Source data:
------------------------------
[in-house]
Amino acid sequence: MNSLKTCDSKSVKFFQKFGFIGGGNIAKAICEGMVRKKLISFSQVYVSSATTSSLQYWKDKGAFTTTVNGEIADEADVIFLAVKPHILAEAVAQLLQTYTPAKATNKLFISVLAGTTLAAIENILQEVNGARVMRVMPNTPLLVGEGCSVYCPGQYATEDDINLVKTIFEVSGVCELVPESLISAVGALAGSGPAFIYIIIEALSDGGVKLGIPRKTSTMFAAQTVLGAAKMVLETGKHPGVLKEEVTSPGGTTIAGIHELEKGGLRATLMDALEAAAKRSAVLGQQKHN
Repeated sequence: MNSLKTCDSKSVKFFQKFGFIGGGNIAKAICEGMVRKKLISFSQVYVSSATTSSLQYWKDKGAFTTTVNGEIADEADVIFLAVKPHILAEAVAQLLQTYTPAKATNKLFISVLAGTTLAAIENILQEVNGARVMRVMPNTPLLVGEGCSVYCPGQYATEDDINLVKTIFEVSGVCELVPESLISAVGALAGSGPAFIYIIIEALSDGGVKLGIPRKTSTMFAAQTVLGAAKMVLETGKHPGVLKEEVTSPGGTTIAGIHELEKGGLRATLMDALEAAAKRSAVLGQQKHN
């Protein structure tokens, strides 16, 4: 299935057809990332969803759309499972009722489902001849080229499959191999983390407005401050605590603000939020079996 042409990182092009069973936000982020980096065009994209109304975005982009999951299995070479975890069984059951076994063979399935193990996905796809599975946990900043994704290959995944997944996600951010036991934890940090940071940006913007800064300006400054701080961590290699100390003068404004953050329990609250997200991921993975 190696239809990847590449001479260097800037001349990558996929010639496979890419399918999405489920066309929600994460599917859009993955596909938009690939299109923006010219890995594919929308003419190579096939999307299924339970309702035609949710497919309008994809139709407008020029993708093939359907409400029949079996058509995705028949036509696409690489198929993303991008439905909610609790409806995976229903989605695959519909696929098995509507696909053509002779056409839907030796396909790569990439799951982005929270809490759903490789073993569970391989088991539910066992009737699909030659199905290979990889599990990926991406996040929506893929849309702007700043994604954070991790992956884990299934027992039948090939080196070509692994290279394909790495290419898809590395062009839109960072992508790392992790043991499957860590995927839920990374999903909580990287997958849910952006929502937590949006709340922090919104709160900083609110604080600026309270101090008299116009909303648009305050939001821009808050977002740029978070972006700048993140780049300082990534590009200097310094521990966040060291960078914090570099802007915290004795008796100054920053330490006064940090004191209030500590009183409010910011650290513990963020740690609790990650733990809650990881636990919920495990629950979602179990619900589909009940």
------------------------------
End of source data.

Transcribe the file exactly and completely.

[in-house]
Amino acid sequence: MNSLKTCDSKSVKFFQKFGFIGGGNIAKAICEGMVRKKLISFSQVYVSSATTSSLQYWKDKGAFTTTVNGEIADEADVIFLAVKPHILAEAVAQLLQTYTPAKATNKLFISVLAGTTLAAIENILQEVNGARVMRVMPNTPLLVGEGCSVYCPGQYATEDDINLVKTIFEVSGVCELVPESLISAVGALAGSGPAFIYIIIEALSDGGVKLGIPRKTSTMFAAQTVLGAAKMVLETGKHPGVLKEEVTSPGGTTIAGIHELEKGGLRATLMDALEAAAKRSAVLGQQKHN
Repeated sequence: MNSLKTCDSKSVKFFQKFGFIGGGNIAKAICEGMVRKKLISFSQVYVSSATTSSLQYWKDKGAFTTTVNGEIADEADVIFLAVKPHILAEAVAQLLQTYTPAKATNKLFISVLAGTTLAAIENILQEVNGARVMRVMPNTPLLVGEGCSVYCPGQYATEDDINLVKTIFEVSGVCELVPESLISAVGALAGSGPAFIYIIIEALSDGGVKLGIPRKTSTMFAAQTVLGAAKMVLETGKHPGVLKEEVTSPGGTTIAGIHELEKGGLRATLMDALEAAAKRSAVLGQQKHN
């Protein structure tokens, strides 16, 4: 299935057809990332969803759309499972009722489902001849080229499959191999983390407005401050605590603000939020079996 042409990182092009069973936000982020980096065009994209109304975005982009999951299995070479975890069984059951076994063979399935193990996905796809599975946990900043994704290959995944997944996600951010036991934890940090940071940006913007800064300006400054701080961590290699100390003068404004953050329990609250997200991921993975 190696239809990847590449001479260097800037001349990558996929010639496979890419399918999405489920066309929600994460599917859009993955596909938009690939299109923006010219890995594919929308003419190579096939999307299924339970309702035609949710497919309008994809139709407008020029993708093939359907409400029949079996058509995705028949036509696409690489198929993303991008439905909610609790409806995976229903989605695959519909696929098995509507696909053509002779056409839907030796396909790569990439799951982005929270809490759903490789073993569970391989088991539910066992009737699909030659199905290979990889599990990926991406996040929506893929849309702007700043994604954070991790992956884990299934027992039948090939080196070509692994290279394909790495290419898809590395062009839109960072992508790392992790043991499957860590995927839920990374999903909580990287997958849910952006929502937590949006709340922090919104709160900083609110604080600026309270101090008299116009909303648009305050939001821009808050977002740029978070972006700048993140780049300082990534590009200097310094521990966040060291960078914090570099802007915290004795008796100054920053330490006064940090004191209030500590009183409010910011650290513990963020740690609790990650733990809650990881636990919920495990629950979602179990619900589909009940």